Battle of Camden, 16 August 1780

British victory during the American War of Independence. In the aftermath of the capture of Charleston (South Carolina) by the British on 12th May, Major-General Horatio Gates was appointed by Congress as commander of the Southern Department. On 25 July he joined his troops. The army he now commanded was a mix - some had escaped capture when Charleston fell, while others were from the force sent to break the siege. Of his force of 3,100 men, 1,400 were veterans from the Continental Army, while the remainder were made up of Virginia and North Carolina militias.

Rather than spend time building this force into an effective army, Gates decided to march directly to Camden, across a relatively barren area, populated largely by loyalists. The march began on 27 July, only two days after he joined the army. His troops were soon hungry and many of the militia deserted on the march.

Engraving of General Charles Cornwallis, 1738-1805
Engraving of
Charles Cornwallis,

Meanwhile, Cornwallis had decided to reinforce the position at Camden, arriving there on 13 August. Despite this reinforcement, Cornwallis was still outnumbered, with 817 British regulars supported by 1,226 loyalists giving him a total of 2,043 against Gates' 3,100. Learning about the American advance, Cornwallis decided to launch his own attack, on after dark on the 15th of August led his troops towards the American force. The two forces met in the dark and prepared for battle.

Gates now made a serious mistake. His Continental Regulars, commanded by Johann De Kalb, were all placed on the right wing, with the militia unsupported on the left against the British regulars. This was soon to be his undoing. While the Continentals more than held their own, even threatening to defeat the British left wing, the militia did not. Thinking that the British facing them were changing formation, the Virginia militia were ordered to attack. However, the British were advancing, not deploying, and exposed to British fire the Virginia militia fired a ragged volley before fleeing. Seeing this, the North Carolina militia fled without even firing.

The commander of the British right wing, Colonel James Webster, now managed an impressive manoeuvre, turning his men left to attack the exposed American regulars from their flank rather than letting them pursue the already defeated militia. De Kalb's position was now hopeless, and by noon the battle was over. De Kalb was mortally wounded, and the army was in flight, led by Gates, who fled 70 miles before resting.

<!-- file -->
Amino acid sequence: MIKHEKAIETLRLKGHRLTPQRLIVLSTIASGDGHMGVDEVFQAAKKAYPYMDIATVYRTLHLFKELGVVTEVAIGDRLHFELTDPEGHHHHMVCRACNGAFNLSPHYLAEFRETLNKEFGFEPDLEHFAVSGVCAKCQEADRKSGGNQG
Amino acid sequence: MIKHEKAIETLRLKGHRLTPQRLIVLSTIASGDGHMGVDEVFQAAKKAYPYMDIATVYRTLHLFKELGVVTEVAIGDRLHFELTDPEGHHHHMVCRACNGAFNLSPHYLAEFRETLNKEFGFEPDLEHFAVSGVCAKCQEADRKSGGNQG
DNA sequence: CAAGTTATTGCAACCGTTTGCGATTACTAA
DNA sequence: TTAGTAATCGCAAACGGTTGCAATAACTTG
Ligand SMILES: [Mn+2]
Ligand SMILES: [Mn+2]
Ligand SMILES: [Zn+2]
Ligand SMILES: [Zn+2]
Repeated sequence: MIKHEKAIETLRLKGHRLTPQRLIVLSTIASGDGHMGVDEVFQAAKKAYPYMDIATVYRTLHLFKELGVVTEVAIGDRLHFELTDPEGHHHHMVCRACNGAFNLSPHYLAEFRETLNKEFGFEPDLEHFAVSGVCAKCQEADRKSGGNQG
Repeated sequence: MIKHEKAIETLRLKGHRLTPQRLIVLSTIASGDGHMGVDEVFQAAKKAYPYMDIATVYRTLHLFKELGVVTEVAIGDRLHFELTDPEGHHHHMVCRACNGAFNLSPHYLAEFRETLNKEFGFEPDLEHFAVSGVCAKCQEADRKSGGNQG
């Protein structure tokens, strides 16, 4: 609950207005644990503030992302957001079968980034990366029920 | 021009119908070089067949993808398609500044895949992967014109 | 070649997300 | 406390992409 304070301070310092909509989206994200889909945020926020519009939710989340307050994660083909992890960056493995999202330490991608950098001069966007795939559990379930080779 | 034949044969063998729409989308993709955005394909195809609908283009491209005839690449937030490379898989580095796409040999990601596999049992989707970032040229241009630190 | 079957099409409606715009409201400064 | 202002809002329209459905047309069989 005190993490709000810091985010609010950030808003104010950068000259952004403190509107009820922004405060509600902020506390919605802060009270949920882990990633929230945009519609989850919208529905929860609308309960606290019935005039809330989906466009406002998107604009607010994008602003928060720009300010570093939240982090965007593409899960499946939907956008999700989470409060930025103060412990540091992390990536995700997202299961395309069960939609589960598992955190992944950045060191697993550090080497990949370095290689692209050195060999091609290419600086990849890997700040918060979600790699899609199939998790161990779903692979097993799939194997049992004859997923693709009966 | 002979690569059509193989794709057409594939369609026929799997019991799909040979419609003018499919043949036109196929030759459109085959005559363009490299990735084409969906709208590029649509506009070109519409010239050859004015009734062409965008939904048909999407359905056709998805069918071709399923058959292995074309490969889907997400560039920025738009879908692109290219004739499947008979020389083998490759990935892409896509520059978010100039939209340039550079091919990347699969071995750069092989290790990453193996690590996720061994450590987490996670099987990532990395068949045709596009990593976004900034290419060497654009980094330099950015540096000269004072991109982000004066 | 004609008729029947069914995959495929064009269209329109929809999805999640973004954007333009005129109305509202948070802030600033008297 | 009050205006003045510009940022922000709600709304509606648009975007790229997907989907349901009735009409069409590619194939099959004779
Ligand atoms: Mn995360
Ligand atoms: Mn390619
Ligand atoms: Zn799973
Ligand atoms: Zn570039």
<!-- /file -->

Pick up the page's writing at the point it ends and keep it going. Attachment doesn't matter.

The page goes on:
The defeat was made more total as the remnants of the American force were forced to retreat through hostile territory. The Americans lost 800 dead and wounded, while Cornwallis suffered 300 casualties. He also took 1,000 prisoners and captured the American supplies. Only half of the 1,400 Continentals escaped the defeat. In the aftermath, South Carolina was temporarily secured for the British, and North Carolina left vulnerable.

Camden 1780 - The annihilation of Gates' Grand Army, David Smith. An account of the last successful British campaign of the American of Independence, which saw them capture Charleston and then destroy Gates' Grand Army at the battle of Camden, but which failed to have any long term success, as the Americans were soon able to regain control of everywhere outside the reach of a large British garrison, marking the failure of the 'Southern Strategy', and the beginning of the end for the British (Read Full Review)
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War for America Black, Jeremy, War For America: The Fight for Independence 1775-1783. Provides a clear narrative of the war, taken year by year, with good chapters on some of the later years that are often skipped over. Also contains a good selection of quotes from participents in the conflict.
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The Glorious Cause Middlekauff, Robert, The Glorious Cause, The American Revolution 1763-1789. A very well researched book that is especially strong on the events that led up to the Revolution, which take up the first third of the book. Unlike many similar books it also covers the years immediately after the war and up to the ratification of the U.S. Constitution.
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See Also
Books on the American War of Independence
Subject Index: American War of Independence

How to cite this article: Rickard, J. (21 May 2003), Camden, battle of, 16 August 1780,

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